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A $1.5 trillion wall of debt looming for US commercial properties

Bloomberg has calculated a wall of $US1.5 trillion of commercial property debt is due to roll over in the next 20 months, just when banks have lost their appetite for funding such debt.

Tuesday, April 11th 2023, 9:08AM

by Sally Lindsay

The big question facing those borrowers is who’s going to lend to them?

“Refinancing risks are front and centre” for owners of properties from office buildings to stores and warehouses, Morgan Stanley analysts say.

The investment bank estimates office and retail property valuations could fall as much as 40% from peak to trough, increasing the risk of defaults.

Adding to the headache, small and regional banks — the biggest source of credit to the industry last year — have been rocked by deposit outflows following the demise of Silicon Valley Bank, raising concerns that will crimp their ability to provide finance to borrowers.

The wall of debt is set to get worse before it gets better. Maturities climb for the coming four years, peaking at $550 billion in 2027, according Morgan Stanley.

Banks also own more than half of the agency commercial mortgage-backed securities — bonds supported by property loans and issued by US government-sponsored entities such as Fannie Mae — increasing their exposure to the sector.

“The role that banks have played in this ecosystem, not only as lenders but also as buyers,” will compound the wave of refinancing coming due, Morgan Stanley says.

Amid the gloom, there are some slivers of good news. Conservative lending standards in the wake of the financial crisis provide borrowers, and in turn their lenders, with some degree of protection from falling values.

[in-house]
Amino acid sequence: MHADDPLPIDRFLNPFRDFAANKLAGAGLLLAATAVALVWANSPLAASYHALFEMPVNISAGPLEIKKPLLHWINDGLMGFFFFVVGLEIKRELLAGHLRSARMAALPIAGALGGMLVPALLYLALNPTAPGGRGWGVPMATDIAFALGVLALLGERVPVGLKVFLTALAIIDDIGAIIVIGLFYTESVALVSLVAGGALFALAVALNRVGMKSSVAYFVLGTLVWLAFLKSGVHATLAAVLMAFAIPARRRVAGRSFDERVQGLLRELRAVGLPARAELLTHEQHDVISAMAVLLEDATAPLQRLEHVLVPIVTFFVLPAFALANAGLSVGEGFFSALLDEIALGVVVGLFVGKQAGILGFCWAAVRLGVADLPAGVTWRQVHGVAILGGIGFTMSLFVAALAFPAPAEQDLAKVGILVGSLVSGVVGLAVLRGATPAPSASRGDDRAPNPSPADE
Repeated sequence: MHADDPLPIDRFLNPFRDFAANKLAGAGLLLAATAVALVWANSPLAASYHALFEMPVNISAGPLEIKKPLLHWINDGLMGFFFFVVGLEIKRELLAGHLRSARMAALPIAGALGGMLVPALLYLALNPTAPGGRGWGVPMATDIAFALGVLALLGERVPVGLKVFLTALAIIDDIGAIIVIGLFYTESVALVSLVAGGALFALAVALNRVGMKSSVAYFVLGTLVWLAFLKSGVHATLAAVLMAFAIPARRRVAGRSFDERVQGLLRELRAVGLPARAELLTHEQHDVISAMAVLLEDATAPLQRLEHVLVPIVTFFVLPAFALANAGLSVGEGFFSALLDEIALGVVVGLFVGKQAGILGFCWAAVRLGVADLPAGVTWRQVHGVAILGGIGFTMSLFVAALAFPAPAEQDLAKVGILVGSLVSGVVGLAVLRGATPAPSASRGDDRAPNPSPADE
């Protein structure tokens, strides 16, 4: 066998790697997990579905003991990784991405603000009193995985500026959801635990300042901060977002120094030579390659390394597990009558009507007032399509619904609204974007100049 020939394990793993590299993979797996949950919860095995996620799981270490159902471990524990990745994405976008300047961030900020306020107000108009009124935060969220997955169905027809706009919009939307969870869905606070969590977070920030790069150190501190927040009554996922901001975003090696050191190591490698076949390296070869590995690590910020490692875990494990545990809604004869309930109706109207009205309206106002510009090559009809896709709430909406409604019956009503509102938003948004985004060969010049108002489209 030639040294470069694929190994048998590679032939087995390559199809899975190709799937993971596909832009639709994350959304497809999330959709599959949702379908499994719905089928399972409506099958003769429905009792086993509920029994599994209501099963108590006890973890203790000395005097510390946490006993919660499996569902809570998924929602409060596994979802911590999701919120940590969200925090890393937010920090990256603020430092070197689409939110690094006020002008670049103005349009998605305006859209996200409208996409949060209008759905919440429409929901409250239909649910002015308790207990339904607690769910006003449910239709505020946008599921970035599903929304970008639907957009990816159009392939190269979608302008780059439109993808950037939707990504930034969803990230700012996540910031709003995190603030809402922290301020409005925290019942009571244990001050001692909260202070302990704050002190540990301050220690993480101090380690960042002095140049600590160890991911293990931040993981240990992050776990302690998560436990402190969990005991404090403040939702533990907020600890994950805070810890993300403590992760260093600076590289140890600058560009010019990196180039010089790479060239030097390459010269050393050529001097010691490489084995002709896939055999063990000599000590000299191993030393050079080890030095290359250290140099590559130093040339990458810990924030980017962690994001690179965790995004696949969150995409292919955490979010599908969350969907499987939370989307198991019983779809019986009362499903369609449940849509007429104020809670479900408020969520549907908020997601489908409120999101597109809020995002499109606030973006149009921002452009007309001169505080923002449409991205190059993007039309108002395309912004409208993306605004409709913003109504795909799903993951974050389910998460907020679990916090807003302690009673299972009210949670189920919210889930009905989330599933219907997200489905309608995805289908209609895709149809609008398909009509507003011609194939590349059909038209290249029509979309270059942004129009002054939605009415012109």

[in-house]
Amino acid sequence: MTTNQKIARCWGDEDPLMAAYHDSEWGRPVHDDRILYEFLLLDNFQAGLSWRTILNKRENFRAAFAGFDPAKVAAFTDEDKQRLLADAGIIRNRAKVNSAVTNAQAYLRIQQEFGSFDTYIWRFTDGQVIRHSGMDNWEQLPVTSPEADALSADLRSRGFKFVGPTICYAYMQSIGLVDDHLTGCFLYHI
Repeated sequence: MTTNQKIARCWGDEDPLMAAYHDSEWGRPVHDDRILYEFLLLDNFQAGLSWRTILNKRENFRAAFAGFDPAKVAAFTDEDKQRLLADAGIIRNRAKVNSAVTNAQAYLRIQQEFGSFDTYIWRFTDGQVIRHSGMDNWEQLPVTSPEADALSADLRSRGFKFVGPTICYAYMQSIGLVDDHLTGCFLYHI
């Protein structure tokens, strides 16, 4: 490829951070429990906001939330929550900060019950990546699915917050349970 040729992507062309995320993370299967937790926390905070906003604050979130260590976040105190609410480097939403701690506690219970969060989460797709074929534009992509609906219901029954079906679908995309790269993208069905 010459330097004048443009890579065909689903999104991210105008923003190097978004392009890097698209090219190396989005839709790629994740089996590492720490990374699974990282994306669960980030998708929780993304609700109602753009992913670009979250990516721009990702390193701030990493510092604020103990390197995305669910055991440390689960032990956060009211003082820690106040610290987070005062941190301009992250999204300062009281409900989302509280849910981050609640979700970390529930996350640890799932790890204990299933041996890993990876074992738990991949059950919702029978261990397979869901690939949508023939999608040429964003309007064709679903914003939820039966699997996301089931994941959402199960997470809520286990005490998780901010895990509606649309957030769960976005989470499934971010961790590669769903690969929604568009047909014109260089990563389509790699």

Almost $1.5 trillion of US commercial real estate debt comes due for repayment before the end of 2025. The big question facing those borrowers is who’s going to lend to them?

“Refinancing risks are front and center” for owners of properties from office buildings to stores and warehouses, Morgan Stanley analysts including James Egan wrote in a note this past week. “The maturity wall here is front-loaded. So are the associated risks.”

The investment bank estimates office and retail property valuations could fall as much as 40% from peak to trough, increasing the risk of defaults.

Adding to the headache, small and regional banks — the biggest source of credit to the industry last year — have been rocked by deposit outflows following the demise of Silicon Valley Bank, raising concerns that will crimp their ability to provide finance to borrowers.

The wall of debt is set to get worse before it gets better. Maturities climb for the coming four years, peaking at $550 billion in 2027, according to the MS note. Banks also own more than half of the agency commercial mortgage-backed securities — bonds supported by property loans and issued by US government-sponsored entities such as Fannie Mae — increasing their exposure to the sector.

“The role that banks have played in this ecosystem, not only as lenders but also as buyers,” will compound the wave of refinancing coming due, the analysts wrote.

Rising interest rates and worries about defaults have already hurtCMBS deals. Sales of the securities without government backing fell about 80% in the first quarter from a year earlier, according to data compiled by Bloomberg News.

Amid the gloom, there are some slivers of good news. Conservative lending standards in the wake of the financial crisis provide borrowers, and in turn their lenders, with some degree of protection from falling values, the analysts wrote.

Sentiment toward multifamily housing also remains much more positive as rents continue to rise, one reason why Blackstone Real Estate Income Trust had a positive return in February even as rising numbers of investors lodge withdrawal requests. The availability of agency-backed loans will help owners of those properties when they need to refinance.

“The role that banks have played in this ecosystem, not only as lenders but also as buyers,” will compound the wave of refinancing coming due, the analysts wrote.